Other than public schools, parents have the option to send their children to charter, private, or community schools. Charter schools are tax funded public schools that have loosely defined attendance areas. They are run separately from the local school district but are forced to follow certain guidelines and achieve specific results. This promotes experimentation and innovation while allowing parents to pick and choose the schools that do it best, kind of like a business. The major downside of charter schools is a significant loss of public school funds (remember more attendance equals more funds). Interestingly enough, charter schools have about the same scores as their public school counterparts. Unlike enrollment in charter schools which has increased steadily, enrollment in private schools is slowly declining. It’s difficult to compare private schools to public schools because of the significant socioeconomic advantages that private school families usually have, the unique testing methods private schools use, and other accounting and tax related discrepancies. However, it’s good to know that private schools, which are usually religiously affiliated, are a good option for those who can afford them. Community schools are a newer movement that advocate for a broader role that schools play in students’ lives. The issue with these schools is that in order to go beyond the scope of teaching, they need coordinated help from various organizations to bring assets (ie. health services, after school support, etc.) to the partnership.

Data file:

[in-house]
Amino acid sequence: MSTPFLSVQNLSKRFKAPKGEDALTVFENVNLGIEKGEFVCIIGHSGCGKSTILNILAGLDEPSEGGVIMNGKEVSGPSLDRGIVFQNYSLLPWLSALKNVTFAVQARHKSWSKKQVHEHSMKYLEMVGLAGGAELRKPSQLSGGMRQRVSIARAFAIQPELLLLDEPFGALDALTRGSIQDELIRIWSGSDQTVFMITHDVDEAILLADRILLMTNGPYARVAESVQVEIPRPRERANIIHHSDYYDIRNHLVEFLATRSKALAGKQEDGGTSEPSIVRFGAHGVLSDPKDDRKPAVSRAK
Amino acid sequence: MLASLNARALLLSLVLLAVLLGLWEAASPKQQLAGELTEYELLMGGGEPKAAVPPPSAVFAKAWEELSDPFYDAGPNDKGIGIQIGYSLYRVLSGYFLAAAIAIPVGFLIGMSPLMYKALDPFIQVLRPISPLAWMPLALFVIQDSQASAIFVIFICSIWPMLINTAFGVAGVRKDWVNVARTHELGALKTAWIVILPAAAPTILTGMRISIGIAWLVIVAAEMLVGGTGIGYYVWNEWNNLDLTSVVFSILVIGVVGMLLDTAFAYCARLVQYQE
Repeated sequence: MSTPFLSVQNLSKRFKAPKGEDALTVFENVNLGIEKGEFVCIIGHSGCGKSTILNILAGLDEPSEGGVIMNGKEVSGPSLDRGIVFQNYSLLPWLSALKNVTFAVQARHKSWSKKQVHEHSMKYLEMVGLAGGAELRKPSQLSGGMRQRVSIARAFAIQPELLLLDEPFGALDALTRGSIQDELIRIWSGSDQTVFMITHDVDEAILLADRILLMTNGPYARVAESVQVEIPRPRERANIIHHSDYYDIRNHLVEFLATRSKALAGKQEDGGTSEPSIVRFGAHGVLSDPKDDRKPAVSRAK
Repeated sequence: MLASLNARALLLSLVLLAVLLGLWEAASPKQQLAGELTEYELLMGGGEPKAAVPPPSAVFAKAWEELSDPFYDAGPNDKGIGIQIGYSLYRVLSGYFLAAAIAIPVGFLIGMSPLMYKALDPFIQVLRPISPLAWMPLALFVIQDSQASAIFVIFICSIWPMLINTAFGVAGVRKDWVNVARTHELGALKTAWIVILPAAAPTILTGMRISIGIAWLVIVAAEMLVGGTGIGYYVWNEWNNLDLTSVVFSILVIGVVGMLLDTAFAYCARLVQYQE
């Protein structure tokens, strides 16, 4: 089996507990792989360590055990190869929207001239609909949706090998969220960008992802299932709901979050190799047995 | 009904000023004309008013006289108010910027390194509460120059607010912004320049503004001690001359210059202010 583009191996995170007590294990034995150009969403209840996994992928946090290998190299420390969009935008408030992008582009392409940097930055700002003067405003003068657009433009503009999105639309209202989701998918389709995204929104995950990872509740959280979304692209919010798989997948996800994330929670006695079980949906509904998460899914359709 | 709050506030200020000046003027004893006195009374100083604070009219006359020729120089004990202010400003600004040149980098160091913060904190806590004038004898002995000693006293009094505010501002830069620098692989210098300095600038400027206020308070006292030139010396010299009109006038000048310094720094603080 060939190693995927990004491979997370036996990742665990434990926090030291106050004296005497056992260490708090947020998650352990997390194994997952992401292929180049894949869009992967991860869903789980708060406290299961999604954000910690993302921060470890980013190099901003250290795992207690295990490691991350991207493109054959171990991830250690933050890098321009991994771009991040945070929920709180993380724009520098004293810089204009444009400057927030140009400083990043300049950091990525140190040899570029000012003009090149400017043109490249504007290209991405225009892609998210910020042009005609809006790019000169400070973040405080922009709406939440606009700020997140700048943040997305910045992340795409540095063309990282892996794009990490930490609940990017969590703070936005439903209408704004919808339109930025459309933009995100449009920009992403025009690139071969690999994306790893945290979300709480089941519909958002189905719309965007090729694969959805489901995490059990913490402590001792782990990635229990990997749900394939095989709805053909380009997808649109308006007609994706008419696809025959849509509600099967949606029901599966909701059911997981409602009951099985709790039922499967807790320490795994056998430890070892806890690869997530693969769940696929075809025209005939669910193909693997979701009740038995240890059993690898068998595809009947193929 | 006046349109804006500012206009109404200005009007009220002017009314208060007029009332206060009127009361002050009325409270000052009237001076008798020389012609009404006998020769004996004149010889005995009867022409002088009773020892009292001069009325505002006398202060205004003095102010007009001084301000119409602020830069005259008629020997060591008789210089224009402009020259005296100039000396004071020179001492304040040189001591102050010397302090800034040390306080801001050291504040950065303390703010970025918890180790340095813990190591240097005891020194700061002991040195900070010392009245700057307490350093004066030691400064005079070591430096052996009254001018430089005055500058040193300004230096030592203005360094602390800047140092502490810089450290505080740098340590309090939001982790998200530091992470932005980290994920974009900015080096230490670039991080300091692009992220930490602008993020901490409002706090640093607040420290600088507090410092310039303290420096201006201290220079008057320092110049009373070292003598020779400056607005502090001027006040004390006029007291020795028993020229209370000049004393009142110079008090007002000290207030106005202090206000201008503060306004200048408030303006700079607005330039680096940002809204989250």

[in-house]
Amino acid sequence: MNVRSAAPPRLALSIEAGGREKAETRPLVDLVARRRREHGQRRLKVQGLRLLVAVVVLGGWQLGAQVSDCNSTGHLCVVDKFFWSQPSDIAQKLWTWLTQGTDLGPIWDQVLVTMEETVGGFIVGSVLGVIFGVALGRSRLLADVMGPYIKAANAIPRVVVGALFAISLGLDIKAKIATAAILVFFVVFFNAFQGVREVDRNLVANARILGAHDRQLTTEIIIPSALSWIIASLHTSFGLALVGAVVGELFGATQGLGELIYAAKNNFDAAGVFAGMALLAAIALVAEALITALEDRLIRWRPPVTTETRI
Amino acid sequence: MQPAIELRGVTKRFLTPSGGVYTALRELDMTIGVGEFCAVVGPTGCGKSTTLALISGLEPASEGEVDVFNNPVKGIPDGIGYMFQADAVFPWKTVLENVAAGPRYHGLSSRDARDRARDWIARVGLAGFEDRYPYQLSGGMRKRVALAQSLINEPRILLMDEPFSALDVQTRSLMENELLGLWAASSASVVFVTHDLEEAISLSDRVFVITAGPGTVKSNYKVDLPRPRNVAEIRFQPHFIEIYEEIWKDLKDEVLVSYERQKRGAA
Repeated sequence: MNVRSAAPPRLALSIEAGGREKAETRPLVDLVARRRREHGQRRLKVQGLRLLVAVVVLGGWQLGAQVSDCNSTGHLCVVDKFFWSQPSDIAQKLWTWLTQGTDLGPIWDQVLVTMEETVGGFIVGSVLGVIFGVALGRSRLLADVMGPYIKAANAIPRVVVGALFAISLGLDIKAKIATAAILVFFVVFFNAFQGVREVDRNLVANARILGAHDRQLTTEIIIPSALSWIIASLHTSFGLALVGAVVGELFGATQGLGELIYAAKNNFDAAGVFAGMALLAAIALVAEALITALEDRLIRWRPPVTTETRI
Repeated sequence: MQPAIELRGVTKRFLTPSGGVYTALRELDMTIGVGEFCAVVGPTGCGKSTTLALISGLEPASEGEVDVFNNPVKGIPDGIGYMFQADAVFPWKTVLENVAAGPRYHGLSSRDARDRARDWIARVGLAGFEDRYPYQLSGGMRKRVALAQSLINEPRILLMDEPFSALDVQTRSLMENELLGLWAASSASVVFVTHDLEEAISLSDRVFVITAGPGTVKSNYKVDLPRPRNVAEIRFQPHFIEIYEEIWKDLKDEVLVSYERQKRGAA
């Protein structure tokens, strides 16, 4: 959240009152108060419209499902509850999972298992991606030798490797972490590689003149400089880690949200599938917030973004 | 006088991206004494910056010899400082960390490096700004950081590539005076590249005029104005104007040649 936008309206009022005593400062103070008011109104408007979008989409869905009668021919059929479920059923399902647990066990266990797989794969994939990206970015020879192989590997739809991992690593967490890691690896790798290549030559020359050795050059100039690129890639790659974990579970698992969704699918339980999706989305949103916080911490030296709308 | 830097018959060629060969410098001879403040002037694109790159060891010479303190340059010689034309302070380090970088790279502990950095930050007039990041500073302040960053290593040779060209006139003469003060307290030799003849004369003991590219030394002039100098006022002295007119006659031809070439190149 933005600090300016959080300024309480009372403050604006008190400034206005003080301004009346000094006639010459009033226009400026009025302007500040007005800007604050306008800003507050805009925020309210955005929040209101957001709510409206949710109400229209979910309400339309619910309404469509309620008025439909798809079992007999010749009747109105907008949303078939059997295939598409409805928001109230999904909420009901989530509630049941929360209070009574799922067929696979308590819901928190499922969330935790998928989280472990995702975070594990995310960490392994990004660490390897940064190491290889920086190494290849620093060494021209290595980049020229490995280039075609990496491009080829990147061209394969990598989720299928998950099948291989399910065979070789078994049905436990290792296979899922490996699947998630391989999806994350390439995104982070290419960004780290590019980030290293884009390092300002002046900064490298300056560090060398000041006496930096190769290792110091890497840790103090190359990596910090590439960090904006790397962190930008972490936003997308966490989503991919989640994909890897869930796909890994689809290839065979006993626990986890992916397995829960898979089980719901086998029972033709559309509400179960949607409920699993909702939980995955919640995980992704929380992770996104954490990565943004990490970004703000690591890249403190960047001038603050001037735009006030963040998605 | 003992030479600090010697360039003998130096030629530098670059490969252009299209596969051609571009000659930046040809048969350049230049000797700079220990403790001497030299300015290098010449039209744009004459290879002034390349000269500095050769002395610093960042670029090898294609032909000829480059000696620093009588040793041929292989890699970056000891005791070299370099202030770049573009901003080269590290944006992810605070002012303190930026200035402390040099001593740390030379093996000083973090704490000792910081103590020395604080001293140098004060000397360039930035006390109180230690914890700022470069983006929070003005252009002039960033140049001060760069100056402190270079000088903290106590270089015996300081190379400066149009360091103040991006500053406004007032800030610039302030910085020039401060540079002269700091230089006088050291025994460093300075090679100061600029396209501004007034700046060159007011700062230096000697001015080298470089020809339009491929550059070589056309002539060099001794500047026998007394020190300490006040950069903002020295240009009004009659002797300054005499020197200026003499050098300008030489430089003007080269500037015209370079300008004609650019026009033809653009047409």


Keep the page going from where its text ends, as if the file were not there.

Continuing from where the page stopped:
Now what about variables within a specific type of school? Principals, according to the Center For Teaching Quality, have the largest impact on student learning as the leaders of the school. I’ve discussed in previous blogs the importance of having a strong leader present in a school system. I’d like to add here that Project SCIFI works to increase mentor-mentee interactions through empirical learning, fostering a classroom environment with stronger leadership roles and more successful students. The bad news for CA is that it is difficult to recruit good principals due to non-competitive salaries, a lack of associate principals at most schools, and a huge number of teachers and students to preside over. Poaching, which is hiring good principals from other schools leaving that school with a job vacancy, contributes to the principal turnover rate being a short four years. Facilities are another important factor, as studies have shown that a lack of good facilities holds back students’ abilities. You may also want to consider the climate or culture of the school. Is bullying a persistent issue? Are uniforms required? Bullying has been shown to dramatically reduce student potential while uniforms usually correlate with an increase in academic performance. Although not the answer for everyone, perhaps homeschooling should be looked into more.